March 15 — International Day against Police Brutality- Fighting for police accountability from Maryland to Rio, via Kingston.

By Marselha Gonçalves Margerin Advocacy Director for the Americas at Amnesty International USA and Noor Mir, Campaigner for Police Accountability

Last month Amnesty International brought together in Rio de Janeiro, Brazil, families that have lost their loved ones to police violence in Brazil, Jamaica, and the United States. These relatives share similar stories of painful loss and failed State accountability for their relatives’ death.

Marion Gray-Hopkins from Prince George’s County, Maryland, who lost her son, Gary Hopkins Jr., was one of the mothers there. Over the week of advocacy, story-telling and dozens of heart-wrenching testimonies, it was clear that across the Americas, Black, working-class and poor people are often treated if their lives are completely disposable.

In Brazil, homicides and gun violence have remained high throughout the country, with estimates putting the number of victims of homicides in 2016 at over 58,000. Last June, a Brazilian Senate Investigative Commission report found that a Brazilian Black youth is killed within the country every 23 minutes. The authorities have failed to propose a national plan to address the situation. In the state of Rio de Janeiro alone, 811 people were killed by the police between January and November 2016. ‘Police operations’ that result in killings, most of them in the poor and marginalized neighborhoods known as favelas, are routine.

These police operations are supposed to fight organized crime and drug trafficking, and the residents of those unprivileged communities have been long stigmatized. They are treated as criminals, verbally and physically abused, and their deaths are counted as collateral damage or described as having resulted from police acting in self-defense.

Ana Paula decided to fight for justice for her 19-year old son Jonathan who was shot in the back by the police. As she prepared for her son’s funeral, she watched on TV as police declared her son was killed in self-defense. For the past 20 years, “Mr. Ze”, one of the few fathers in the group of relatives largely led by mothers and a few sisters, has been fighting to clear the name of his two-year-old son Maycon, since he was killed by police during an operation in Acari. Maycon’s death was filed by police as having been the result of confrontation, and the police officers who shot him were paid for it! Rio state governments throughout almost two decades paid bonuses to police officers for participating in police operations. The statute of limitation for the crime expired last year, and no one has been brought to justice.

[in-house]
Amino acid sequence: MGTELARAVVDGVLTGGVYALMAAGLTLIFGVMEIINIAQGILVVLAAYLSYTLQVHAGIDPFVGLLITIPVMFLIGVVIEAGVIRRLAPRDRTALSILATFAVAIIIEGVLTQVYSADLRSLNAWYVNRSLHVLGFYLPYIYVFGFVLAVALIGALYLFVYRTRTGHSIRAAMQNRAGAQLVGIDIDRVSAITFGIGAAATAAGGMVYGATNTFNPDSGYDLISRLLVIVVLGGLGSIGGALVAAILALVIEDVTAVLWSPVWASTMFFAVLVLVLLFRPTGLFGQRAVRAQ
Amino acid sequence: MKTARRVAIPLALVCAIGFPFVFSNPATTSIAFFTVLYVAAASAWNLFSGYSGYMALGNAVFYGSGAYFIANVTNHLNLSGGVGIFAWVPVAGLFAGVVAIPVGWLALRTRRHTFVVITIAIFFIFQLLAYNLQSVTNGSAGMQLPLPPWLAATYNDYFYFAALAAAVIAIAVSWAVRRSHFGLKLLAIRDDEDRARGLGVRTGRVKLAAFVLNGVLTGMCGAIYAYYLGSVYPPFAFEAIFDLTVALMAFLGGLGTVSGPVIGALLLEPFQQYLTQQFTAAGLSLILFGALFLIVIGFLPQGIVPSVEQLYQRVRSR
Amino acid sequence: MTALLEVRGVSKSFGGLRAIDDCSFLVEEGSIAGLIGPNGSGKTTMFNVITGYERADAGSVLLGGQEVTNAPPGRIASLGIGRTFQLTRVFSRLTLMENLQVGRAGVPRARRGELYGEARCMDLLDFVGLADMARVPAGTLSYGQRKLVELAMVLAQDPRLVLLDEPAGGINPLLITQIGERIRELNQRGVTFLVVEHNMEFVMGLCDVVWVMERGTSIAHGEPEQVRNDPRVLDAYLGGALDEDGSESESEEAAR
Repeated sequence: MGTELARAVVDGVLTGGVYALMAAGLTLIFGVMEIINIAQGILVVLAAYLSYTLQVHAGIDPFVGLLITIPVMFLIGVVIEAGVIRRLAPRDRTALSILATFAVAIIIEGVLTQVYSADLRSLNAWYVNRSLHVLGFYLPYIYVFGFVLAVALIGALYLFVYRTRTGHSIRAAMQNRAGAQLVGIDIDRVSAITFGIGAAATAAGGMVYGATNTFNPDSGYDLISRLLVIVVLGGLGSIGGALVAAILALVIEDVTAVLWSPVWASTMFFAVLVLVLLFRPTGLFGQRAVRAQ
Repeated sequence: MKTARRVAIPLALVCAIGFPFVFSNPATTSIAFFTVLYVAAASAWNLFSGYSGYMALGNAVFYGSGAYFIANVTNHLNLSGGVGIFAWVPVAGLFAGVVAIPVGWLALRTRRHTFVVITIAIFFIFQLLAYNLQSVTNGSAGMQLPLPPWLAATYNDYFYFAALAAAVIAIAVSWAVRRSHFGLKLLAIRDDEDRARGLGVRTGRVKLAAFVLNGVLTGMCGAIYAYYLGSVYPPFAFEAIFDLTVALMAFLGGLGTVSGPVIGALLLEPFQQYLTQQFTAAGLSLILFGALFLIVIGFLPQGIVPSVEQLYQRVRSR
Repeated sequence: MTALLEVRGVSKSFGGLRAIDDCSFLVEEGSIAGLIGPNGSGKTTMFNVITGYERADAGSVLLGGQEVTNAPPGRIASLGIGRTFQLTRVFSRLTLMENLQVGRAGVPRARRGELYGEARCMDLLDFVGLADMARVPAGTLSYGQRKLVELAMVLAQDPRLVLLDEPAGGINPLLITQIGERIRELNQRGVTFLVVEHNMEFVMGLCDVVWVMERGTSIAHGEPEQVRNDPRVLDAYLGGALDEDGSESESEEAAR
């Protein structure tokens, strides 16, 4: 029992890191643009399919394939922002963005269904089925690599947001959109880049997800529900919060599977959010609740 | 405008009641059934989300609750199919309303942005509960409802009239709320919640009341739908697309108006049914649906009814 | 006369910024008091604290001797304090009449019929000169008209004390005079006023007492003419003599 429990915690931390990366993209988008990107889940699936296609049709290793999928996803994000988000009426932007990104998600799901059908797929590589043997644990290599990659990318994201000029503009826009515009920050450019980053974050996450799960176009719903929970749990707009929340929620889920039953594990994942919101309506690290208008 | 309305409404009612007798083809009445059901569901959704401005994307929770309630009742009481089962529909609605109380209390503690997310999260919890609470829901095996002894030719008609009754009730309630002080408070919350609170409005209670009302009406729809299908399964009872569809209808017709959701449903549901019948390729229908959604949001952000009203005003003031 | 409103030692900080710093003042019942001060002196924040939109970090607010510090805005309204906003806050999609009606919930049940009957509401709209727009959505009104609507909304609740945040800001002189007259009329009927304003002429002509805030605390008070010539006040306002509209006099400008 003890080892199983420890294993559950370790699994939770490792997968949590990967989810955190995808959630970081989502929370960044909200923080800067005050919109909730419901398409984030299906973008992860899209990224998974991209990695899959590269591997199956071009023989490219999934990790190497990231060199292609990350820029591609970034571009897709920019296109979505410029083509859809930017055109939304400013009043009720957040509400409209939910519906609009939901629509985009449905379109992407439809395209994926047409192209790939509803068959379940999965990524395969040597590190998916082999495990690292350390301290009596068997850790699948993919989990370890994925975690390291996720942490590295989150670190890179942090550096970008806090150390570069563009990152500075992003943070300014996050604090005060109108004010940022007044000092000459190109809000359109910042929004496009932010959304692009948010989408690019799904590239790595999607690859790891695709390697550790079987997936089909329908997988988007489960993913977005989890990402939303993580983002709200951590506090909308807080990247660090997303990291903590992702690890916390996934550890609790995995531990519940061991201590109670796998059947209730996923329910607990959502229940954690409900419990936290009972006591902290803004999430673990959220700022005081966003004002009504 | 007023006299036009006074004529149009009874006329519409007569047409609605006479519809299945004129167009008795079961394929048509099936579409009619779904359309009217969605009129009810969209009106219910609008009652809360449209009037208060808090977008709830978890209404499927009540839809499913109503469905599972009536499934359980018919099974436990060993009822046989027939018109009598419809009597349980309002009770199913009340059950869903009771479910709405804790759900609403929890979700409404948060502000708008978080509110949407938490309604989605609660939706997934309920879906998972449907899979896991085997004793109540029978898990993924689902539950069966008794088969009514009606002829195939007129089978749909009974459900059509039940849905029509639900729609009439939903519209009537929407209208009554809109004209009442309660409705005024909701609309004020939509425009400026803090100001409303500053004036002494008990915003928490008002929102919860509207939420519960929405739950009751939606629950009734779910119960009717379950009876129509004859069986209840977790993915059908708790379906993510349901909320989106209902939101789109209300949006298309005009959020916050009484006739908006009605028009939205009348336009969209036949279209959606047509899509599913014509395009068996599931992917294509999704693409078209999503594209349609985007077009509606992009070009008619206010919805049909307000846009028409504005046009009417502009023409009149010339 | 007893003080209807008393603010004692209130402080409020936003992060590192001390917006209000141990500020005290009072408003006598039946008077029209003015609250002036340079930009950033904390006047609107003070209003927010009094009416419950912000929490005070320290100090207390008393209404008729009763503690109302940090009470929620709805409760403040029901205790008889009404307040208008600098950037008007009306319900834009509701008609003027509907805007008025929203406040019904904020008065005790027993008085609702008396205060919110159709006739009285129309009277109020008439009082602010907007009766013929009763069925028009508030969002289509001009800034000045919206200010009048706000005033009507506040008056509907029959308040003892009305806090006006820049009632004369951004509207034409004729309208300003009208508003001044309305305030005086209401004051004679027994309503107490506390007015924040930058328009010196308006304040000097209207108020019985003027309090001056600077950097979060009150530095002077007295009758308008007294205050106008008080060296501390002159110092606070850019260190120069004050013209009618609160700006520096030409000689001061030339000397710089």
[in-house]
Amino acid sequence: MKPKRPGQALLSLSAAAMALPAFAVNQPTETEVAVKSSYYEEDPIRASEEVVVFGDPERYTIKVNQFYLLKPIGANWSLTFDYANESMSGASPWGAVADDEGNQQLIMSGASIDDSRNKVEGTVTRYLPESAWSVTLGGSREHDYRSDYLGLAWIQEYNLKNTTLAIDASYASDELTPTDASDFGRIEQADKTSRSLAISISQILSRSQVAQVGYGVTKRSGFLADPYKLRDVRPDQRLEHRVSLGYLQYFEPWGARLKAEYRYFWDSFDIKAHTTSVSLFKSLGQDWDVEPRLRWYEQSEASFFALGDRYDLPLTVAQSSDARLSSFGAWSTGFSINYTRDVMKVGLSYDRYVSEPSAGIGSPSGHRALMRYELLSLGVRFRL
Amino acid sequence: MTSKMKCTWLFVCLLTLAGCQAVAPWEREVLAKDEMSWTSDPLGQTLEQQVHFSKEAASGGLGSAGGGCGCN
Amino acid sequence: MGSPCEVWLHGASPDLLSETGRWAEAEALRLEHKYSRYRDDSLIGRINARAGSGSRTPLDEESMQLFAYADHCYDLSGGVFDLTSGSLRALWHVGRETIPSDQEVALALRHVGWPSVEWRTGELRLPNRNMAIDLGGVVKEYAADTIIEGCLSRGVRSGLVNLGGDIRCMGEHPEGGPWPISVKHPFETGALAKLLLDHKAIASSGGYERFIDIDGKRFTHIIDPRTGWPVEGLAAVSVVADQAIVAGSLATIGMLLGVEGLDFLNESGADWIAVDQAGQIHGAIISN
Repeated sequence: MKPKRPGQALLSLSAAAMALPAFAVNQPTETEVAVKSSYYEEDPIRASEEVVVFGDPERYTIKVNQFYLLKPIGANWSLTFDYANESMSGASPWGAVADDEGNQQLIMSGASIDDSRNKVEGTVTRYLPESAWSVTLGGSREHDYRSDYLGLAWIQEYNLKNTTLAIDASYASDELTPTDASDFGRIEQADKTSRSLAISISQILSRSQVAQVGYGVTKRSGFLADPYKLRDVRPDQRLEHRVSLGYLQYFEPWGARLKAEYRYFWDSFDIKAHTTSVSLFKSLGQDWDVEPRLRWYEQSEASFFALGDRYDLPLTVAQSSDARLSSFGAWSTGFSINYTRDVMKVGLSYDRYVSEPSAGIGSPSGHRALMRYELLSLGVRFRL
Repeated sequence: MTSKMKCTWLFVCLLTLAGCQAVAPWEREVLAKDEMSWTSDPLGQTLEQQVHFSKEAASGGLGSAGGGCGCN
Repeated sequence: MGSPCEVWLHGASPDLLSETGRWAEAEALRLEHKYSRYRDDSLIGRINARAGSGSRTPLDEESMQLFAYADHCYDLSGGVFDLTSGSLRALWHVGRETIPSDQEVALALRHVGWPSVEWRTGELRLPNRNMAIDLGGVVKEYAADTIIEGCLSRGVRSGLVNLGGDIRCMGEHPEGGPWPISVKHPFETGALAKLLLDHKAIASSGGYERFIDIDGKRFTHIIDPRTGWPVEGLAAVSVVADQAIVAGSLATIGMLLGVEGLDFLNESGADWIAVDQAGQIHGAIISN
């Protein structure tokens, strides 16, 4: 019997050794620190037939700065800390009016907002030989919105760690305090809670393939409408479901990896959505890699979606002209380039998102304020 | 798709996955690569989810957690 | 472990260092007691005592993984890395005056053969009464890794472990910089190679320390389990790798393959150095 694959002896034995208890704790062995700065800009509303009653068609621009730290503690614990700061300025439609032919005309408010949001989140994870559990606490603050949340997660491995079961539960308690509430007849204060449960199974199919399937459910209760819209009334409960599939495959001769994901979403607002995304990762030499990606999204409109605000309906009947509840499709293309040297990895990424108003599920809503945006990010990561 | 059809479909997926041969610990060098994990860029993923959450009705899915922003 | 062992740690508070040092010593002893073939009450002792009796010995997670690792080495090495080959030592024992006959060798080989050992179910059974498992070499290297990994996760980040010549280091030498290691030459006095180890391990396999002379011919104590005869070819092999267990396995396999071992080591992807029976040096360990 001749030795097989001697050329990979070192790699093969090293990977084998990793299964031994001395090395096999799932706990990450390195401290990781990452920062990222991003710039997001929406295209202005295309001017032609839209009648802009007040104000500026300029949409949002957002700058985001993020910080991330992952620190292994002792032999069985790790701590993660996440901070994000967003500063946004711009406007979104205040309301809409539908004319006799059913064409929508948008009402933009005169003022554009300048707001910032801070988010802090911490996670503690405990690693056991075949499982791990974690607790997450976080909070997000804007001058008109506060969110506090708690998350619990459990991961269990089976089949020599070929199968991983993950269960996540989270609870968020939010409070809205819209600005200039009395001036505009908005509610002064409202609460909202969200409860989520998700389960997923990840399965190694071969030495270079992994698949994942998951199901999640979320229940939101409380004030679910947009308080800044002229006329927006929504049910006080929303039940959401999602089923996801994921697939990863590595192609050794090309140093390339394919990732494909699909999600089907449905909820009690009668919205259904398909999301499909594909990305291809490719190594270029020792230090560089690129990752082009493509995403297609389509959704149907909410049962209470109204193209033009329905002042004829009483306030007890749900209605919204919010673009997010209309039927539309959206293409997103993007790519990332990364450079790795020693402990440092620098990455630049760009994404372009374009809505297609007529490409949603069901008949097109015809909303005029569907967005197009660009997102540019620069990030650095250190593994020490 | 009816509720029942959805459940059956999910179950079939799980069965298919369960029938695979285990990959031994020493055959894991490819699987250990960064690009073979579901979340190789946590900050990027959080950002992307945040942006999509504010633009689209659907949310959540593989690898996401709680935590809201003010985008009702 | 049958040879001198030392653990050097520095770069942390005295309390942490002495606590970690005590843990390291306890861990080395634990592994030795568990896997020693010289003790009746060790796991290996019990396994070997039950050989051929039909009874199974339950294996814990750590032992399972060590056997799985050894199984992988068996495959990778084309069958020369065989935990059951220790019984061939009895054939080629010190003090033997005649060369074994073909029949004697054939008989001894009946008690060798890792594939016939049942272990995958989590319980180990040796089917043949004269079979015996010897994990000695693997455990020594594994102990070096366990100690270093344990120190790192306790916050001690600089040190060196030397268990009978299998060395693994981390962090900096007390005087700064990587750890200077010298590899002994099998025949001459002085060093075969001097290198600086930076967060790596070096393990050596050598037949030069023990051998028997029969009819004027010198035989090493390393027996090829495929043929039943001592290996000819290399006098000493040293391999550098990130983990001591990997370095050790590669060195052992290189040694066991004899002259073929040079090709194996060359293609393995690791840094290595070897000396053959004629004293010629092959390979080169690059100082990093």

From Jamaica, Schakellia Jackson shared her treacherous search for justice for the death of her brother Nakiea Jackson, who was killed in Kingston’s inner city while cooking in his neighborhood restaurant, as the police confused him with some other young man who also wore dreads.

In the United States, over the years, collective people power, led by directly impacted communities such as Black Lives Matter, have taken to the streets to call for an end to police violence. However, the United States is still woefully lacking any real solutions for police reform. Investigations of police violence are often conducted within police agencies themselves, and the public has little access to records of misconduct. Police forces are still heavily militarized, more appropriately equipped for a warzone than a neighborhood block. Data collection is another part of the problem. Without the United States collecting information on when and where people were killed, journalists have had to take matters into their own hands, and independent outlets report over a thousand people killed by law enforcement in the past year alone.

Police officers are responsible for upholding the law, as well as respecting and protecting the lives of all members of society. Their jobs are difficult and often dangerous. However, in the United Sates, Brazil, or Jamaica, the killings of Trayvon Martin, Natasha McKenna, Tamir Rice, Eric Garner, Jonathan Oliveira, and Nakiea Jackson have highlighted a widespread pattern of racially discriminatory treatment by law enforcement officers, and an alarming impunity for excessive use of lethal force regionally.

Amidst pain and courage, these mothers, fathers, and sisters have committed to support each other, and fight together for police accountability across the continents. Amnesty International stands in solidary with them from Maryland, to Rio, through Kingston.

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